Health & Spirit

Spiritual Life: Train a child in the right direction

Timothy J. Ledbetter, Tri-City Herald on

Published in Religious News

Driving on Interstate 84 near the town of Grandview, Wash., you can see acres and acres of tall poles strung with lines. These are fields of hops, used in the production of beer.

In early spring, there appear mats of green on the ground. In mid-spring, farmworkers train the young hop vines to grow upward along the guidelines. In just a few weeks, the vines shoot up to be some 10 to 12 feet tall. Talk about "growing like hops!"

I draw a parallel from training young vines to grow upright and eventually produce a fine crop, to training young people to grow upright and eventually produce or become a blessing to themselves, to others, to our world and to their maker.

There are several key aspects to this metaphor. One is that most training is done to us by others. Even if you never attend class and only read books, those books were written by another expert on the subject (think of the movie "Good Will Hunting"). We cannot raise ourselves; someone somewhere will attach us to a guideline, so to speak, that will orient us in a desired direction.

Keep in mind that a given direction may not be constructive. Violent gangs and terrorists of all types and circumstances have their own destructive guidelines, and the "tying on" process is usually damaging in itself. Thus, it matters that there is a guideline and which way that guideline is headed.

Without guidelines, hops and persons grow flat, and never rise above the ground to the desired places. With misdirected guidelines, growth will be stunted and non-productive.

It's interesting that early directing usually consists of small adjustments, not major pruning or rerouting. On a journey, if I change my course direction a couple of degrees near the start, the farther I go, the farther "off course" I get.

Now, once the vine is tied on and pointed in the right direction, the growth will proceed -- often dramatically. You know of youngsters who "sprout" many inches in just a few months. As you know, along the way, continued monitoring, support and encouragement (nourishment) will increase the likelihood of a good result over time.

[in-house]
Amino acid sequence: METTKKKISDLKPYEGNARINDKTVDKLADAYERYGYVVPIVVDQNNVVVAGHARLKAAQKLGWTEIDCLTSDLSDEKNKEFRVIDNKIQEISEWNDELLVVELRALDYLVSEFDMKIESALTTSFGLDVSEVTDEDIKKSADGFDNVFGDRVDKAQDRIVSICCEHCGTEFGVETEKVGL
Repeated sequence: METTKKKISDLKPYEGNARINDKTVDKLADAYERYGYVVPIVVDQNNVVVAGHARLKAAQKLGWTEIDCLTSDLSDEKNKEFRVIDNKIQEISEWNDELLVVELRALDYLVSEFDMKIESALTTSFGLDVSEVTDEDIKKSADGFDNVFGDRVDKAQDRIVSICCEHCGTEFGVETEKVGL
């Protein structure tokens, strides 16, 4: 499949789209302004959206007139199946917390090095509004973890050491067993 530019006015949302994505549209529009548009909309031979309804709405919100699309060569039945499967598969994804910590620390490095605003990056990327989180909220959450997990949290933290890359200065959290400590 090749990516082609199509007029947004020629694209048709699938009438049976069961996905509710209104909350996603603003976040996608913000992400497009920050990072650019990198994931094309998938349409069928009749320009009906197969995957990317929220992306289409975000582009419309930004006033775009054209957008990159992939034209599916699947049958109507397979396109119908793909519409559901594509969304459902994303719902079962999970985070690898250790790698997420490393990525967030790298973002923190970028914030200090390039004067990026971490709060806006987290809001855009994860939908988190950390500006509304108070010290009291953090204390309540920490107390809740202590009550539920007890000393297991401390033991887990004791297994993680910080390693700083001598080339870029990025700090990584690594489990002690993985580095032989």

Another thought about guidelines: Most religions and life philosophies have a book or scriptures that are designed to provide direction and guidance. I happen to subscribe to the Holy Bible (many references to vines!). And all major religious traditions share a primary word of guidance that should be applied to all young souls (and old souls): the Golden Rule. Think about the differences between adherence and non-adherence to this guideline.

As noted above, the farther we go relative to this universal rule, the bigger the difference between civilization and sub-humanity. Maybe it's not a big deal in preschool, but in the post-graduate world the contrast is far-reaching.

And so the call goes out to each of us: "Point your kids in the right direction -- when they're old they won't be lost" (Proverbs 22:6, The Message).

About The Writer

Timothy J. Ledbetter, DMin, BCC serves as a Board Certified Chaplain helping persons in crisis effectively cope and find their hope in hospital and hospice settings and is a Tri-City Herald Spiritual Life contributor. He is married and delights in their children and grandchildren. He also enjoys camping and boating. email:

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